29 January 2010

Most of us are familiar with Goals and the importance of setting them. We all know that having a direction in life, an aim to aspire to is one of the cornerstones of a successful and happy life. In this blog we will discuss Goals in greater detail, breaking them down into their two main subsections, namely Outcome Based Goals (OBG) and Process or Behavioural Goals (PG). Outcome Based Goals are the type of goal most people set for themselves as well as being the predominate type of goal people employ around their health. Outcome Based Goals are ones such as:

  • I want to be a millionaire
  • I want to holiday in Europe
  • I want to be healthy and fit
  • I want to lose 10kilos / or weigh 55kgs

They are goals that have a defined outcome and as such are often very useful as a way of being able to measure the success / failure of people’s efforts. If our goal is to weigh 55kgs then it is very easy to know whether we have achieved this goal simply by standing on the scales. Having well structured Outcome Based Goals can greatly enhance our chances of success and help to give us the necessary feedback to adjust our course and efforts as we move towards our goal. Outcome Based Goals are helpful to us because if we do not know where we are going then it can be very difficult to get there! Imagine wanting to go on a holiday and walking into a Flight Centre saying to the Travel Agent “I would like to go on a holiday” and they reply “Great! Where you would like to go?” To which you then say, “I don’t know.” It would make for a tricky time planning your holiday. Walking into and saying you wanted to go to Hawaii for 2 weeks in September would make the achievement (and planning) much easier and be much more likely to realise. Next time you are setting a goal, ask yourself a couple of questions to help ensure you set a goal that will give you the greatest chance of success at achieving it.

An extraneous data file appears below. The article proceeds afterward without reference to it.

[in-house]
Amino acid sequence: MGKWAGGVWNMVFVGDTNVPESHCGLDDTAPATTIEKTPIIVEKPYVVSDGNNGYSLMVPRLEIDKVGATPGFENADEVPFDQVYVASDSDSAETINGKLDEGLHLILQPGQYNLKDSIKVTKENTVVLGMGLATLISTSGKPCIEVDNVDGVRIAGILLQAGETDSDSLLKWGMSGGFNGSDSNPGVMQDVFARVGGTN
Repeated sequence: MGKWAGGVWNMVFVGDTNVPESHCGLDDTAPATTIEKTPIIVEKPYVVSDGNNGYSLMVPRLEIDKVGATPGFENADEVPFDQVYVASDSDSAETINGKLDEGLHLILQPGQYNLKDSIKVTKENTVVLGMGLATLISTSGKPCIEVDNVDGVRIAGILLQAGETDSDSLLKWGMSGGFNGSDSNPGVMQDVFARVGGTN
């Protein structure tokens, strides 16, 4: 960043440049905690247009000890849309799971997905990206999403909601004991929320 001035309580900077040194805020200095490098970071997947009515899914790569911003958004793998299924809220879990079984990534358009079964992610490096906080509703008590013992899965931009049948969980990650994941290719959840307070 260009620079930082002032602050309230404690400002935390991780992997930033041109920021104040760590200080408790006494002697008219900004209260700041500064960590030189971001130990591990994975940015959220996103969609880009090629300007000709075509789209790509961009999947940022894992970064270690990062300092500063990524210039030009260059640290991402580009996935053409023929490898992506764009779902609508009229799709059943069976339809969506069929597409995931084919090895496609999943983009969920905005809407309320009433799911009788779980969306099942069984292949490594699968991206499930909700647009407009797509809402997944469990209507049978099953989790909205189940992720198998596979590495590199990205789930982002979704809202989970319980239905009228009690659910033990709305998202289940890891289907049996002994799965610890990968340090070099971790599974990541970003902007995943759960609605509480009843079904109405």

1. Is this goal Specific? Can I easily articulate and define what it is I am after? Numbers are often useful in this regard.
2. Can I measure it? How to evaluate whether or not I have actually achieved it?
3. Does it stretch me somewhat yet still be within the realms of what is realistic and possible for me? If you are a person who regularly sets and achieves goals then make your next one a bit more of a stretch, if you don’t have the greatest track record of goal achievement then resize the goal a bit to make it more achievable, you can always upsize later on.
4. Does it have a time component? Either having a start or completion date, nothing like having the deadline of time to prompt some action. Many times people will start the diet ‘someday’ or want to lose 10kgs ‘one day’. Unfortunately for most someday and one day never arrive.

If you are incorporating these questions into your goal setting you are well on the way to creating quality Outcome Based Goals that will contribute to enhancing the quality, happiness and success of your life.